Working with Operation Smile, a local physician helps bring hope to children in Madagascar
Our plane touched down in Antananarivo, the capital city of the fourth-largest island in the world.
“Hey O, Hey O!” Welcome to Madagascar, a land brought to life by Hollywood movies, children’s tales and colorful music. A fantasy island filled with talking limas, chameleons, crocodiles and happy children on endless adventures.
Wow! My long-awaited journey had finally begun. As part of Operation Smile, I was here to help children with cleft lips and palates.
After passing through customs, I found the trusted international sign for the men’s room and ventured inside. I became immediately confused as I experienced the feel of cold porcelain, found other uses for the local newspaper and dried my hands on a designer shirt. Viewing a local chameleon on the wall, I eased over and asked, “Hey buddy, I’m from America. What’s the story here in Madagascar?” Despite my repeated attempts to communicate in English, high school French and hand gestures, I got no response from my little friend. I surmised that the poor chameleon was probably deaf and moved on.
Once outside, I was immediately encircled by shoeless children in tattered clothes. With dark hair and somewhat Asian features, their big brown eyes cast an air of desperation as they extended their hands and simply said, “Please.” The mass of others were suffocating, selling everything from fresh vanilla to semiprecious stones, never accepting an answer of no. Seeking emotional refuge, I escaped to the shelter of our chartered bus, embarrassed by my own extravagant lifestyle. Here in Madagascar, I would soon learn that survival of the fittest not only applies to the animal kingdom on the plains of Africa, but to the children in the heart of Antananarivo as well.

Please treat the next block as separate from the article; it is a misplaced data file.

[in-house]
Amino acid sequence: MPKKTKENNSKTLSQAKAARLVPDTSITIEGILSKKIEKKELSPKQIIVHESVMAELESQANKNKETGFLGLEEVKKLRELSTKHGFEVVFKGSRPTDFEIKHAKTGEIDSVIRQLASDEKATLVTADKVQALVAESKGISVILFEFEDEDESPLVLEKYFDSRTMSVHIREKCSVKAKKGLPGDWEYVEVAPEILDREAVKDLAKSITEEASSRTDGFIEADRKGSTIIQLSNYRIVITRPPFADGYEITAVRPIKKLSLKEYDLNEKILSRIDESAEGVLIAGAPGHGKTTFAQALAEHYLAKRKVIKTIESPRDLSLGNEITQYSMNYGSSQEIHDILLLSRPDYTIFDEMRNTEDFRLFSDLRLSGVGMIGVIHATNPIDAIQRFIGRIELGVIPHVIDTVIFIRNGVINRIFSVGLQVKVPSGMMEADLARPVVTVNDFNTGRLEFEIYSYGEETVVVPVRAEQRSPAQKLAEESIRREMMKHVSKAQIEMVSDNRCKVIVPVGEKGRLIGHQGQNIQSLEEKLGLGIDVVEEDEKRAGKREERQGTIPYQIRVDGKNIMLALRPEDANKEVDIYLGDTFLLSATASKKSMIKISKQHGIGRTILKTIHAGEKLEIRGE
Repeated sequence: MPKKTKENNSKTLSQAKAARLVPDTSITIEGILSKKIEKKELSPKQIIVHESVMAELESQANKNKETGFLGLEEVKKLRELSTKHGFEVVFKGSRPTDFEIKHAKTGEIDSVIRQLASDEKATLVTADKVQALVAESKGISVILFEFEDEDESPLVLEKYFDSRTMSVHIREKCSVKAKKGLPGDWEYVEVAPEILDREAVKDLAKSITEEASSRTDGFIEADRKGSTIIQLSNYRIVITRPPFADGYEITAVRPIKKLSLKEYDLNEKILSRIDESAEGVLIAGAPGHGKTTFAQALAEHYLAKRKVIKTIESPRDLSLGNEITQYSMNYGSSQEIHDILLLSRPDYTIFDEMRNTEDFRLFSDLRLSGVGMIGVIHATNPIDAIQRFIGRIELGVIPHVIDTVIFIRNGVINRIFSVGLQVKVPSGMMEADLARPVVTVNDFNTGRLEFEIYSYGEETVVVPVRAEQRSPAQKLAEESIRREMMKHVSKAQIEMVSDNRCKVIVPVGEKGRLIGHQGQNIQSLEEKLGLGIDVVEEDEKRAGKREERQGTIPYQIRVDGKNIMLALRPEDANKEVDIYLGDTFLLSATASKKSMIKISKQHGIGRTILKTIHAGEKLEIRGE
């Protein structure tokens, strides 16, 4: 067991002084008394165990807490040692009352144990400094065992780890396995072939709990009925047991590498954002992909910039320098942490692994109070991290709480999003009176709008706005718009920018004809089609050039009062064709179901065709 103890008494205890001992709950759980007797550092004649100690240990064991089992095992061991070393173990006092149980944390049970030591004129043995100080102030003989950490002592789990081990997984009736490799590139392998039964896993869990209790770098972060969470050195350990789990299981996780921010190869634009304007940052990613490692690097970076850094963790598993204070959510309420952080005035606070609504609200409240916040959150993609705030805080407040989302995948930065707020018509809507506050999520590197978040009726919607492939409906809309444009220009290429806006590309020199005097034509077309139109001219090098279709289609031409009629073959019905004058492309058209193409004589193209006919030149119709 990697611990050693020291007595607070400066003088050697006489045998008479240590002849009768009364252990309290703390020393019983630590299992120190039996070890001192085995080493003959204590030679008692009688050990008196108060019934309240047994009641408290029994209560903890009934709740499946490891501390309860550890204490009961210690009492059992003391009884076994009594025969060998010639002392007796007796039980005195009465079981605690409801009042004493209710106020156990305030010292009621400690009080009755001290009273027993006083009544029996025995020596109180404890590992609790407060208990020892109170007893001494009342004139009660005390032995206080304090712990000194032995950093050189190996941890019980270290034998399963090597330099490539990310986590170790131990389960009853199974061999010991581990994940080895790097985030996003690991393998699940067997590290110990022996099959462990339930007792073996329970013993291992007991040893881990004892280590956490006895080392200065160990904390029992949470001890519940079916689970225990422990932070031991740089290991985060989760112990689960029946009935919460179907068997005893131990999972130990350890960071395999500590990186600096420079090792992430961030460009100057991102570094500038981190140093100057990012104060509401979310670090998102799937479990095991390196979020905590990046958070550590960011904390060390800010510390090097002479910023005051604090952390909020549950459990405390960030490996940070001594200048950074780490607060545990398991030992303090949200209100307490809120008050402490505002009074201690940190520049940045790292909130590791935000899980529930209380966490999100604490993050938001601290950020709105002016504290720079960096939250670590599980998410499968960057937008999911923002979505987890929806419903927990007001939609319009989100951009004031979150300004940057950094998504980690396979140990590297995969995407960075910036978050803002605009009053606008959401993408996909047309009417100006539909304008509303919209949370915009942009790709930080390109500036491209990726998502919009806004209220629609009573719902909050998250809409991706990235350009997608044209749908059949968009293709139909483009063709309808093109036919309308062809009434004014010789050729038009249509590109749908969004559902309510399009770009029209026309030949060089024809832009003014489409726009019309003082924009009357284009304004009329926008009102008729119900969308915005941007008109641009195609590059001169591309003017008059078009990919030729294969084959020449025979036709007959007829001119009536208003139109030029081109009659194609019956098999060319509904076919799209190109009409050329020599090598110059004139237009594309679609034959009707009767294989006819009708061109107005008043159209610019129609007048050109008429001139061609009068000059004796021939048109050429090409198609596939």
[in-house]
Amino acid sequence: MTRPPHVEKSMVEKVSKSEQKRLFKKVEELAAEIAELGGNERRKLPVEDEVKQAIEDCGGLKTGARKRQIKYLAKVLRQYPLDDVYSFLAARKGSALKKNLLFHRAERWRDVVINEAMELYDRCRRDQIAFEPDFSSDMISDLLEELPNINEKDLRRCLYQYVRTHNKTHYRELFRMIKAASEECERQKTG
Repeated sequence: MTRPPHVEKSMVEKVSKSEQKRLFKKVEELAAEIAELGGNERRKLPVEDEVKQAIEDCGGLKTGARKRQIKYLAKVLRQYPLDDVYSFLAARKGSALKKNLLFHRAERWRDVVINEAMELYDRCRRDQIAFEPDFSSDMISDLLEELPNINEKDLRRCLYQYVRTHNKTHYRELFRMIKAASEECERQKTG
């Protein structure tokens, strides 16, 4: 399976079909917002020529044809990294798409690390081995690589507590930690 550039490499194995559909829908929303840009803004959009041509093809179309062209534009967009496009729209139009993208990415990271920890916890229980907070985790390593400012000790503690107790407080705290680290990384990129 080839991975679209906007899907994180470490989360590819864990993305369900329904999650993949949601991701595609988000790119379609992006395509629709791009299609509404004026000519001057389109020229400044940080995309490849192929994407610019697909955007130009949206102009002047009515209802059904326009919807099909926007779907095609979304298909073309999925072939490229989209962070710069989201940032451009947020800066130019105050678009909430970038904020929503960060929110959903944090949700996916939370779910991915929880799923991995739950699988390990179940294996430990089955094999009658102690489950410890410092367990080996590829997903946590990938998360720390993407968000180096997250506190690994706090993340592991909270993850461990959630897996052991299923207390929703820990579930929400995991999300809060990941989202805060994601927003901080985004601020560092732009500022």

A team of volunteers from all parts of the globe began with one mission: to help children physically, mentally and socially who were born with facial malformations. To touch their hearts, ease their pain, free them from a lifetime of self-shame and unworthiness. Through surgical, social and psychological intervention, to give them the chance to see the beauty within themselves and experience the god-given right of every child—“to feel loved.”
In Madagascar and all over the world, innocent children suffer the social stigma of congenital malformation and are treated as outcasts, banished from the joys of ordinary life that are taken for granted by those “born whole.”
A simple smile.
A loving kiss.
A warm hello.